Bloomberg.com - The approach to the Born Free USA Primate Sanctuary in Dilley, Texas, has an ominous look - lonely dirt road, padlocked gate, a sign warning “Not Open to the Public.”
Inside the fence, however, the place is full of life, with dozens of macaque monkeys roaming the grounds.
The 186-acre sanctuary is the last home for macaques, baboons and vervets, many saved from miserable existences in roadside zoos, as lab experiments or, perhaps worst, as pets.
“There’s something inherently wrong with these animals living their lives in little cages,” says the sanctuary director, Tim Ajax.
Most of the more than 500 nonhuman primates here have the run of a 56-acre area, while the rest stay in fairly spacious enclosures.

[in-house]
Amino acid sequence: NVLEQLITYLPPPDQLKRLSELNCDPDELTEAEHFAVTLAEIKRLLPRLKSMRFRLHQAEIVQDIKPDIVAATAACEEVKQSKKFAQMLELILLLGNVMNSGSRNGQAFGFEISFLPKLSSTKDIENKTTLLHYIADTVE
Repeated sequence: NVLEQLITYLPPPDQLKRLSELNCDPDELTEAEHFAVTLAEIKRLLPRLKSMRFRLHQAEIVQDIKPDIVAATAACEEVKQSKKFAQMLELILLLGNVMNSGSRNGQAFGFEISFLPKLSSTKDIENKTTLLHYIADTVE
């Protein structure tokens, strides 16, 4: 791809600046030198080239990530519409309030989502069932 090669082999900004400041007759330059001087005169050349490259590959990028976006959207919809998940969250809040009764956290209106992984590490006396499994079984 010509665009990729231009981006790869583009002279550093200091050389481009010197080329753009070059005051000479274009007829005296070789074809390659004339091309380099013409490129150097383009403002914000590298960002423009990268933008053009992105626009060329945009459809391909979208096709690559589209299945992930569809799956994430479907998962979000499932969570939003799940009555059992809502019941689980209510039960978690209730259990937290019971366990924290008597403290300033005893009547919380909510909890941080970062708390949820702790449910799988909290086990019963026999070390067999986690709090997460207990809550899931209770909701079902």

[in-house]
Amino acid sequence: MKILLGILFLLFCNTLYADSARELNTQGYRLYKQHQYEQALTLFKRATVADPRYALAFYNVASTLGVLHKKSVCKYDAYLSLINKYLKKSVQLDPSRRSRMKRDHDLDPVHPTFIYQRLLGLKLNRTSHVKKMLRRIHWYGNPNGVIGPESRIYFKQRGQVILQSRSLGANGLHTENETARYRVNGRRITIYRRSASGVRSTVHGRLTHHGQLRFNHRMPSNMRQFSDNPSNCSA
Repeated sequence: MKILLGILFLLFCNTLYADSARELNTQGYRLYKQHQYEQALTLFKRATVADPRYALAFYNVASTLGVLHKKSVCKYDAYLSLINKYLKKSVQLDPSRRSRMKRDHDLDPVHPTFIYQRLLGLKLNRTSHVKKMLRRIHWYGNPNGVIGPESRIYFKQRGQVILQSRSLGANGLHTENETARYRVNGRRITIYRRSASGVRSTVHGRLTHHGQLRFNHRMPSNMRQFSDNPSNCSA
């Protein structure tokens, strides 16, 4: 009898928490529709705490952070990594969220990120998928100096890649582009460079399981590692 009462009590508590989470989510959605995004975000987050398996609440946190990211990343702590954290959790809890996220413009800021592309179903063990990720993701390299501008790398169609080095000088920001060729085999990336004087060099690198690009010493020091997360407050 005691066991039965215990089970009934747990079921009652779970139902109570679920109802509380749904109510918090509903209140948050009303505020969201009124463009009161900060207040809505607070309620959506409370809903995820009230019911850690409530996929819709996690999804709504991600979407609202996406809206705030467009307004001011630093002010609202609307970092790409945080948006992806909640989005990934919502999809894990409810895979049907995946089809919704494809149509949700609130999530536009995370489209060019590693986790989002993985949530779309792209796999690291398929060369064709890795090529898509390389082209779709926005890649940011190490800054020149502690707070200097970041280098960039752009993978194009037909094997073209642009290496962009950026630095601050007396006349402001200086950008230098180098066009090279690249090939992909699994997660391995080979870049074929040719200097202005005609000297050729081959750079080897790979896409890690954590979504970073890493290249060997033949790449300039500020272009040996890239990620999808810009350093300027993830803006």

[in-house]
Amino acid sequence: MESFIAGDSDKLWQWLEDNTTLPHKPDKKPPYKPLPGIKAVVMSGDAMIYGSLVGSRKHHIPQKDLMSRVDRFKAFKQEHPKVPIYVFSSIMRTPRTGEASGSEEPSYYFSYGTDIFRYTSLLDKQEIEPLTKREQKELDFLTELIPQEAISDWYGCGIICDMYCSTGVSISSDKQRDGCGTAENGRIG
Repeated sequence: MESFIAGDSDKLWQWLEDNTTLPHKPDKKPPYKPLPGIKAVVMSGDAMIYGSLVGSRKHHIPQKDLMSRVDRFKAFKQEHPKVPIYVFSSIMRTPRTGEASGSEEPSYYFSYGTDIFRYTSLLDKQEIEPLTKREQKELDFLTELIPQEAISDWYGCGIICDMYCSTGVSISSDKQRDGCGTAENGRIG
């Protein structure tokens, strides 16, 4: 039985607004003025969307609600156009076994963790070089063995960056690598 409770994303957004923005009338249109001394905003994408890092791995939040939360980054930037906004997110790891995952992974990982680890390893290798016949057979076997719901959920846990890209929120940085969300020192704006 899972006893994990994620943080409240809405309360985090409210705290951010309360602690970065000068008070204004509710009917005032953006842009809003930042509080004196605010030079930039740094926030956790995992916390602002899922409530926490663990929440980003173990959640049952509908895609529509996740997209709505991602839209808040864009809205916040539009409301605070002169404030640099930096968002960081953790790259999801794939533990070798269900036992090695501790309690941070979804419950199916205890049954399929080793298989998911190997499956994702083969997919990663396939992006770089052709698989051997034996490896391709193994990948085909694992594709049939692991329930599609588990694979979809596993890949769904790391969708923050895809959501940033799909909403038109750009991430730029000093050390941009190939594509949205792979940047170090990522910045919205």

“We’re at capacity right now,” Ajax says, but he’s preparing for more newcomers.
Last August, Wild Animal Orphanage in San Antonio, 75 miles to the north, closed its doors “due to overpopulation, underfunding and inadequate housing for the animals,” according to its website. As a result, 112 macaques and one baboon will soon be moving to the Born Free facility.
The new macaques had hard lives before San Antonio. A rhesus female had been a pet in a tiny cage in a New York City basement, her tail amputated to accommodate diapers. A Javan male was a research subject in a New Jersey lab. A male stump-tail, another former lab inmate, is missing some fingers.
Read more: http://bloom.bg/yajbCi
Written by Mike Di Paola
Image by Mary Reininger/Wild Animal Orphanage